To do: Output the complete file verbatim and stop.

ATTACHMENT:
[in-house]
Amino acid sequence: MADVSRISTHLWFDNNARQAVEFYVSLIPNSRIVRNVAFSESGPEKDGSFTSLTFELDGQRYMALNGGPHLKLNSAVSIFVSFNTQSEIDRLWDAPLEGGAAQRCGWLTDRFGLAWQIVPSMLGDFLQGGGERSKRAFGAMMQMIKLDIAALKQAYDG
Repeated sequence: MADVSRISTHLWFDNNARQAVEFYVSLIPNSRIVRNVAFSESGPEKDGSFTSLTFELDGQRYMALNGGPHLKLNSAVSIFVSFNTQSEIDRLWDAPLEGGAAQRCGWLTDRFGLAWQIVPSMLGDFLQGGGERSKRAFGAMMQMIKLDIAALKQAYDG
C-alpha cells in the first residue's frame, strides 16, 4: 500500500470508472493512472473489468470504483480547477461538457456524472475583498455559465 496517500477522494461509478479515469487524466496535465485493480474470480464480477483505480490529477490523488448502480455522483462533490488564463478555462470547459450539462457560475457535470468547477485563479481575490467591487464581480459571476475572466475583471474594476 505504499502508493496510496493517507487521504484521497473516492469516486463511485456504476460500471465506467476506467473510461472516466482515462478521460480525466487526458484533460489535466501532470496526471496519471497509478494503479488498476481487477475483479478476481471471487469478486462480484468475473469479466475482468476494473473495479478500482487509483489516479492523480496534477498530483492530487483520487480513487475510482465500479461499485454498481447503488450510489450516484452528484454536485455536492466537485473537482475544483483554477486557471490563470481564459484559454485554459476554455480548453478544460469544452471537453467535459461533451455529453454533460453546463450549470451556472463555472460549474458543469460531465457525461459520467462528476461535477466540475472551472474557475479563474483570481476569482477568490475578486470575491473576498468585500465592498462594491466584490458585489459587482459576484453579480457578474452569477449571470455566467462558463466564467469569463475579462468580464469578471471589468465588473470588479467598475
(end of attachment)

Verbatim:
[in-house]
Amino acid sequence: MADVSRISTHLWFDNNARQAVEFYVSLIPNSRIVRNVAFSESGPEKDGSFTSLTFELDGQRYMALNGGPHLKLNSAVSIFVSFNTQSEIDRLWDAPLEGGAAQRCGWLTDRFGLAWQIVPSMLGDFLQGGGERSKRAFGAMMQMIKLDIAALKQAYDG
Repeated sequence: MADVSRISTHLWFDNNARQAVEFYVSLIPNSRIVRNVAFSESGPEKDGSFTSLTFELDGQRYMALNGGPHLKLNSAVSIFVSFNTQSEIDRLWDAPLEGGAAQRCGWLTDRFGLAWQIVPSMLGDFLQGGGERSKRAFGAMMQMIKLDIAALKQAYDG
C-alpha cells in the first residue's frame, strides 16, 4: 500500500470508472493512472473489468470504483480547477461538457456524472475583498455559465 496517500477522494461509478479515469487524466496535465485493480474470480464480477483505480490529477490523488448502480455522483462533490488564463478555462470547459450539462457560475457535470468547477485563479481575490467591487464581480459571476475572466475583471474594476 505504499502508493496510496493517507487521504484521497473516492469516486463511485456504476460500471465506467476506467473510461472516466482515462478521460480525466487526458484533460489535466501532470496526471496519471497509478494503479488498476481487477475483479478476481471471487469478486462480484468475473469479466475482468476494473473495479478500482487509483489516479492523480496534477498530483492530487483520487480513487475510482465500479461499485454498481447503488450510489450516484452528484454536485455536492466537485473537482475544483483554477486557471490563470481564459484559454485554459476554455480548453478544460469544452471537453467535459461533451455529453454533460453546463450549470451556472463555472460549474458543469460531465457525461459520467462528476461535477466540475472551472474557475479563474483570481476569482477568490475578486470575491473576498468585500465592498462594491466584490458585489459587482459576484453579480457578474452569477449571470455566467462558463466564467469569463475579462468580464469578471471589468465588473470588479467598475